Due to all of his sensory seeking we having gone in for foam up the nose 4 times and a burn on the arm.
    We are on the wait list with the royal children's for grommets, adenoids, tonsells removal as well as a special hearing test to check there is no permanent damage to his ear drums.
    He has a high threshold to pain so the amount of ear infections are unknown.

  11. #348
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    Hi @sajimum

    Thanks for the welcome I'm in WA and my DS is a June baby, so he started kindy this year at 3.5 yrs old. He struggled to begin with due to communication barriers, but since diagnosis and extra aid support he has really come along nicely. He reads so well, and is eager to learn. He has an amazing memory and the children in his class ask his teacher 'why doe DS know everything!?'

    Hi @monnie24,
    We have state and federal funding which totals $12k. I believe this is the HCWA package. We use this and also pay for things ourselves. We get some back from private health cover. We tweaked it this year to make the most of the therapy claims. I know about the Medicare we can use, but are saving it for later
    I'm interested in Montessori for my DD. DS is doing well in main****** kindy so I think I will keep him there. His peers know him and they are great with him, so I don't want to risk losing that. As long as he is coping I won't move him.
    We have a special education centre attached to Montessori in my state, so I am considering this. DD would start kindy here in WA 2018 when she is 4. Over here kids start kindy the year they turn 4 before June 30 of that year. My DS had to start when he was 3.5 which was daunting enough. Kindy is not compulsory, but pre primary the following year is and this is regardless if they went to kindy or not. So I thought it would be worse sending him next year full time with no prior school exposure.
    At least DD is a November baby so she will be older when she starts. She only has about 20 words, and is more difficult to engage and sit still to stay on task. But she has made some progression with this since diagnosis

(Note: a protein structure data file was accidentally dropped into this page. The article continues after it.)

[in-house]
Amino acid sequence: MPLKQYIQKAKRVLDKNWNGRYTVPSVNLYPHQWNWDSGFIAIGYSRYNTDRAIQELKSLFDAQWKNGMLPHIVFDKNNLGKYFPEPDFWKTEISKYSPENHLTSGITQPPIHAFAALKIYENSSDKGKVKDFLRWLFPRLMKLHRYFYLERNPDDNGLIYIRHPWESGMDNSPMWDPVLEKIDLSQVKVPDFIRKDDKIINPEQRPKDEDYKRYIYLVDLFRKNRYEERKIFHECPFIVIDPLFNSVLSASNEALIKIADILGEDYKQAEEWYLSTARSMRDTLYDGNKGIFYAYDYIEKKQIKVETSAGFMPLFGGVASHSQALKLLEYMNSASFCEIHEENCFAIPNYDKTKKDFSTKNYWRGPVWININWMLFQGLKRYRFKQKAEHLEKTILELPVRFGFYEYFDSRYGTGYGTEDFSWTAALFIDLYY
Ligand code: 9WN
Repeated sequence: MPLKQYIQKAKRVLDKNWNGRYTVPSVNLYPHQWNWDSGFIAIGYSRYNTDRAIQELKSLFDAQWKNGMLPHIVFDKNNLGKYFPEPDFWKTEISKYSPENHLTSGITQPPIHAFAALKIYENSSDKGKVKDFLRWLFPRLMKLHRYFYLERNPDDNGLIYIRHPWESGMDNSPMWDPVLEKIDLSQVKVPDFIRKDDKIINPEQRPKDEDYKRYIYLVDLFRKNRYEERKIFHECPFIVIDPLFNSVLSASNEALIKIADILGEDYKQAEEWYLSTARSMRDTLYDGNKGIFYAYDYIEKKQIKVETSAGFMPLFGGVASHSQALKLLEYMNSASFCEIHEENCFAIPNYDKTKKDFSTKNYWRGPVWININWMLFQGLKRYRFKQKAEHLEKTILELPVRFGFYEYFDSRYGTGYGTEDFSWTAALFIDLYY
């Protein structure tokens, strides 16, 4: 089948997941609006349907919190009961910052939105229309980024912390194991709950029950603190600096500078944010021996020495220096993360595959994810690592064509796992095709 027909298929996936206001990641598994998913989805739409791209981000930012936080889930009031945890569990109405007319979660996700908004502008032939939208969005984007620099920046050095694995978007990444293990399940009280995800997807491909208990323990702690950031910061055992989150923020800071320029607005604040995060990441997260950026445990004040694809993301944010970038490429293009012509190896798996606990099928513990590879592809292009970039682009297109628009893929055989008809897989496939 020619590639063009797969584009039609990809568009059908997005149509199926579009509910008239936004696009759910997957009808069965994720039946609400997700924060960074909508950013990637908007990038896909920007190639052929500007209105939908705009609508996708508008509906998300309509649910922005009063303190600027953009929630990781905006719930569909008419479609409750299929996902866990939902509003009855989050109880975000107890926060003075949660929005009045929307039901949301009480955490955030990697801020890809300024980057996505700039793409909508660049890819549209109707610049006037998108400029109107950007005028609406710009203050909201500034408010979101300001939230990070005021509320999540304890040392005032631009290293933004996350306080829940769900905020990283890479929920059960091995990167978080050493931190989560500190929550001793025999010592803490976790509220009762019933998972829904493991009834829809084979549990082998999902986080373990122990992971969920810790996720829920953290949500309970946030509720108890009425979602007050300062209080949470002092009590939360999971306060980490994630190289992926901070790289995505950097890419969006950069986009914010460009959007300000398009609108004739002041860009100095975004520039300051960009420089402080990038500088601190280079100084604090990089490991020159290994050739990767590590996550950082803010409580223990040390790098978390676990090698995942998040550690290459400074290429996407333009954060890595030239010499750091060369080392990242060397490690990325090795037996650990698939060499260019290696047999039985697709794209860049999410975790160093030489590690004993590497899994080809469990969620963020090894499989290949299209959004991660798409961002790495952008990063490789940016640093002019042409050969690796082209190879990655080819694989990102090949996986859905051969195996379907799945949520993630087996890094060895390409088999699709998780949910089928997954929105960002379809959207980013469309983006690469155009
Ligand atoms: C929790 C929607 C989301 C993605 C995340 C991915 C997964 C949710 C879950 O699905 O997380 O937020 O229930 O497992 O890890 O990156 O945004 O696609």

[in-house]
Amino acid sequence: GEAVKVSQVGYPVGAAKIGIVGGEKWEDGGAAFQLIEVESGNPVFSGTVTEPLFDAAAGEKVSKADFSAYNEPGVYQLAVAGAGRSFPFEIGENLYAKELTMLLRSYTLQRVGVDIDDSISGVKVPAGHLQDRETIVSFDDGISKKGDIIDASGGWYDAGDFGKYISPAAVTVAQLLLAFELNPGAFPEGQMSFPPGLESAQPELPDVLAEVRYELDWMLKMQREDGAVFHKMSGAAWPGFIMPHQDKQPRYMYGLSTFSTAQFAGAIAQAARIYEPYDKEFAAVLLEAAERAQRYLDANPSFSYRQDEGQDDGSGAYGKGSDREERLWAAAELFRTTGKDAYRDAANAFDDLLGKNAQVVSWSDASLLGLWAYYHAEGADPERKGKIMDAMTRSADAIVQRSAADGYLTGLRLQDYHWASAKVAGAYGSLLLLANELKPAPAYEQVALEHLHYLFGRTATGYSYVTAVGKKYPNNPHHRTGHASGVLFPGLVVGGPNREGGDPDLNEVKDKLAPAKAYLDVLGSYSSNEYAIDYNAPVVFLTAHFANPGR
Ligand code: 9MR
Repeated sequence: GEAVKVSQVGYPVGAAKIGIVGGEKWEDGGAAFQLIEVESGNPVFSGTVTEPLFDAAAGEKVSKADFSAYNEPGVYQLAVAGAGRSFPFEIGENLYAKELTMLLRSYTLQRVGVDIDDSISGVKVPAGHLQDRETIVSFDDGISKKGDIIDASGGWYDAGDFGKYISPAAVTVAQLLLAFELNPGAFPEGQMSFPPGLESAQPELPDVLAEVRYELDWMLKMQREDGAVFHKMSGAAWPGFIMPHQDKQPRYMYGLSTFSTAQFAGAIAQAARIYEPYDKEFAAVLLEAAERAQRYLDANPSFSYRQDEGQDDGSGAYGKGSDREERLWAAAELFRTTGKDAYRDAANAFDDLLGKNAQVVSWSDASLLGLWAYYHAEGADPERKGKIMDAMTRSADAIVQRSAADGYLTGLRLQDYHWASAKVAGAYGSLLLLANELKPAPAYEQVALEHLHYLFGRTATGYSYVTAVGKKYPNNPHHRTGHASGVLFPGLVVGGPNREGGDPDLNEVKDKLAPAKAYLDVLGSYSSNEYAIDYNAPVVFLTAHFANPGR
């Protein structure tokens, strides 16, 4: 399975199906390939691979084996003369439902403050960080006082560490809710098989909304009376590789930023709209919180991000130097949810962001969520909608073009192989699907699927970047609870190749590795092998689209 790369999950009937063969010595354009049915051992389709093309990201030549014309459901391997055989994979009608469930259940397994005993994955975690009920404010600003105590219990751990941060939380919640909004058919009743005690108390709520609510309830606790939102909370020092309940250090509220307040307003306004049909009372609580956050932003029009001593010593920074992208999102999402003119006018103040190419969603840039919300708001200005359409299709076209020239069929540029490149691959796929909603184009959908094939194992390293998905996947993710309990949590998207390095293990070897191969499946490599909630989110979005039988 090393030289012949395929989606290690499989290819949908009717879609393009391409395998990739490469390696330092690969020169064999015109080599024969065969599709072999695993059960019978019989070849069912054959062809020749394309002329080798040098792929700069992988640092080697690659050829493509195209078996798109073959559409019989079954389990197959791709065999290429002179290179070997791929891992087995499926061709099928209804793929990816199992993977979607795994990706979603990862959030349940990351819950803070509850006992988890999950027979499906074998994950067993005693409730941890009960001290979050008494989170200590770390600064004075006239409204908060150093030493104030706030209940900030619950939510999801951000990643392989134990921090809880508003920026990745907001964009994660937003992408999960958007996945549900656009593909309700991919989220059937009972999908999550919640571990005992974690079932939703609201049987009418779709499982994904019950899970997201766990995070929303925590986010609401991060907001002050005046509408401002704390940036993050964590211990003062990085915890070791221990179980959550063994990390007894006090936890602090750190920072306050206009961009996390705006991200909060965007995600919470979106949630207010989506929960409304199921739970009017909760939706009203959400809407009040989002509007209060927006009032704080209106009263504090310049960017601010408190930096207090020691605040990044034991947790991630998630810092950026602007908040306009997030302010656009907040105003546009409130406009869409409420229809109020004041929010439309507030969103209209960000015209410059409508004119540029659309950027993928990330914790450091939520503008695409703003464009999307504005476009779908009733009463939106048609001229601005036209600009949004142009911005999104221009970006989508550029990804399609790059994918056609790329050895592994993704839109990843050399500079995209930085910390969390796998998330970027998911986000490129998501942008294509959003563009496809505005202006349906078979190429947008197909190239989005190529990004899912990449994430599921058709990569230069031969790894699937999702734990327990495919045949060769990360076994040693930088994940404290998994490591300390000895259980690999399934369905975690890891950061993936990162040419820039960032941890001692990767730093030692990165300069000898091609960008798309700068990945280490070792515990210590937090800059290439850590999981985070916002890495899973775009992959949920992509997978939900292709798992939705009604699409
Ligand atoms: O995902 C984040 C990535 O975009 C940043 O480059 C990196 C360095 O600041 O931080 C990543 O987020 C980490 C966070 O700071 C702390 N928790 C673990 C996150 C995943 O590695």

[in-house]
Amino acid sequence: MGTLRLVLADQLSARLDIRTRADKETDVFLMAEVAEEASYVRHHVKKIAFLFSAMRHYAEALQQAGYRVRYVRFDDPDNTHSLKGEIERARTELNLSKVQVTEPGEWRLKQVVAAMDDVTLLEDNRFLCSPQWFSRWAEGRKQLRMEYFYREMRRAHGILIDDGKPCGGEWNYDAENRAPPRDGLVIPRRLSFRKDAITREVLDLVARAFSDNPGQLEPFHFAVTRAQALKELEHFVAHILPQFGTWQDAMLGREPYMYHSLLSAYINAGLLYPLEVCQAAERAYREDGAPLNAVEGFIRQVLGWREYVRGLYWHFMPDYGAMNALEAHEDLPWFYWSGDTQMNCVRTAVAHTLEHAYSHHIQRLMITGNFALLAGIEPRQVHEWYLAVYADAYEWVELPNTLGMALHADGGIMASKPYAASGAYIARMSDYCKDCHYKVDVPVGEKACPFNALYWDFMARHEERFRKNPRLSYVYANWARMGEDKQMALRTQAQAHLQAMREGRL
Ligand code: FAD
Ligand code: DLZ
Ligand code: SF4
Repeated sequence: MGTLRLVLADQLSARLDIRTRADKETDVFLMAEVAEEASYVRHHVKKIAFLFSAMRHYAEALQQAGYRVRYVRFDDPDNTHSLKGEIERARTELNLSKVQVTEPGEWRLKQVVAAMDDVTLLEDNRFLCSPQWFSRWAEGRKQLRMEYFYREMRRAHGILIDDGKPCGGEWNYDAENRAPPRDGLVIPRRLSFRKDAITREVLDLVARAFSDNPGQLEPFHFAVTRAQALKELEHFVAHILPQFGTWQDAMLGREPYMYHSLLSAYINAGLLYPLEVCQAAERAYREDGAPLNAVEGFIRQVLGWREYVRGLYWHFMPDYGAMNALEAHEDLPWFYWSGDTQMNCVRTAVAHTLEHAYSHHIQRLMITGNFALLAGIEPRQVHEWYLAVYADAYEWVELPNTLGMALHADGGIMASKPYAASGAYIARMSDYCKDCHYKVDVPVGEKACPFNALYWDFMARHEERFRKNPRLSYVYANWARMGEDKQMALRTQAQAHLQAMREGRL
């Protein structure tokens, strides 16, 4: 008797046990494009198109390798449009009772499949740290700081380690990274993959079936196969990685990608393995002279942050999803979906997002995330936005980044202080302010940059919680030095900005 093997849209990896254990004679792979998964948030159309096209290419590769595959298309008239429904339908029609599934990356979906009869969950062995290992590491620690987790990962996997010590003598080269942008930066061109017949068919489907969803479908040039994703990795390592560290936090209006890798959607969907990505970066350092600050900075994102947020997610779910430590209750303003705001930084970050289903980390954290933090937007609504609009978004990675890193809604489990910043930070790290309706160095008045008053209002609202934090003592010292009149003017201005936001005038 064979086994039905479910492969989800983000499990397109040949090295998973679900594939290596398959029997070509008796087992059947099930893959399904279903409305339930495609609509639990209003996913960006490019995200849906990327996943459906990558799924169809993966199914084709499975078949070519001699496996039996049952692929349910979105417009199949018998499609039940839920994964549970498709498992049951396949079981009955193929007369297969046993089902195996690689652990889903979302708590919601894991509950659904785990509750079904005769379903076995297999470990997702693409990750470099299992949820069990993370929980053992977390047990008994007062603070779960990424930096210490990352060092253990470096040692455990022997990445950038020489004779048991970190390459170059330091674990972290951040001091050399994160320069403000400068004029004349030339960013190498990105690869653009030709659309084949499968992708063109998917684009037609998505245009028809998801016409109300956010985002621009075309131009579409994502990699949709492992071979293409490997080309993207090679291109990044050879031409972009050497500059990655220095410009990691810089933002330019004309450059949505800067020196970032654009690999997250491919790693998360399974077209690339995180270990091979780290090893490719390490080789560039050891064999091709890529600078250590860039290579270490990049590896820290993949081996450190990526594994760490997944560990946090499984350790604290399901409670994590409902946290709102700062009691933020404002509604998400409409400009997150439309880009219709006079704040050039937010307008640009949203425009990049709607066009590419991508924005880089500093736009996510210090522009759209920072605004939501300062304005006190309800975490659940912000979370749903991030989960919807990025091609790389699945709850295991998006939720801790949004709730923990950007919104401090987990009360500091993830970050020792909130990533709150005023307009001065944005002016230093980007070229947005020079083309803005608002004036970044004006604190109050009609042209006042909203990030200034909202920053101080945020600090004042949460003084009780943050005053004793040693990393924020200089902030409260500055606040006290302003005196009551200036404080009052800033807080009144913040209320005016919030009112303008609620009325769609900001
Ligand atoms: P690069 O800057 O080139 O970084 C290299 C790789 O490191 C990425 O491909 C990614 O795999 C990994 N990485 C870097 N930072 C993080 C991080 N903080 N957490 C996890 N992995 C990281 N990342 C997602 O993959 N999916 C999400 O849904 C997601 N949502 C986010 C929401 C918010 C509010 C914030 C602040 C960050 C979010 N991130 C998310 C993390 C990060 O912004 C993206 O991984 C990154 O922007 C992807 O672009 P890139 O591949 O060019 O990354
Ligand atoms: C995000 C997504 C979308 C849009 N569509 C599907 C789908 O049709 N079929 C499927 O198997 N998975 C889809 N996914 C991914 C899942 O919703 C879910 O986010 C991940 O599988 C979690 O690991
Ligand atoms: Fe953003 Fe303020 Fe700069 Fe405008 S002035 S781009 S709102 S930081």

Hats off to you if you do end up travelling. I find it difficult to take my three out on my own simply due to their young ages and DD still runs off!

    Hi @ White Mage,

    You sound like a seasoned pro when it comes to dealing with child illnesses. That sounds like a really difficult situation. I guess I'm lucky to have avoided the hospital so far but two experiences. DD got a metal ring stuck on a tooth (she mouths everything!) and it had to be removed by them while wrapping her in a sheet
    And DS had croup, which he's had before, but this time was bad enough to visit the E.D.
    But really, I can say I've been lucky with avoiding sickness in my kids.
    They both got HFM last year but it was mild.
    I hope things pick up for your family and the grommets help DS2. Also, I hope you don't have to wait too long. All the best, and keep us informed

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  13. #349
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    IMG_1477361434.677929.jpg

    Got our transition information this morning.
    It looks so formal considering my son is the only child starting here next year haha. But it was good. I had a lot of input into this is the principal worked with me to work out how I thought my son would best cope.

    He'll just be going on the bus with his brother in the morning and I will go get him after recess. We decided we will put him in uniform too, so he doesn't feel like he is sticking out.

    I'm excited and scared and argh just overwhelmed at the moment ha

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    Quote Originally Posted by Ahalfdozen View Post
    Attachment 85684

    Got our transition information this morning.
    It looks so formal considering my son is the only child starting here next year haha. But it was good. I had a lot of input into this is the principal worked with me to work out how I thought my son would best cope.

    He'll just be going on the bus with his brother in the morning and I will go get him after recess. We decided we will put him in uniform too, so he doesn't feel like he is sticking out.

    I'm excited and scared and argh just overwhelmed at the moment ha
    That sounds like a fantastic transition program. It's great that you had such a part in creating it. How do you think he will go on the bus?

    I have a meeting with DD's teacher this term to discuss transition to grade 1 and choice of teachers for next year. Scary that this time of year comes around so quickly!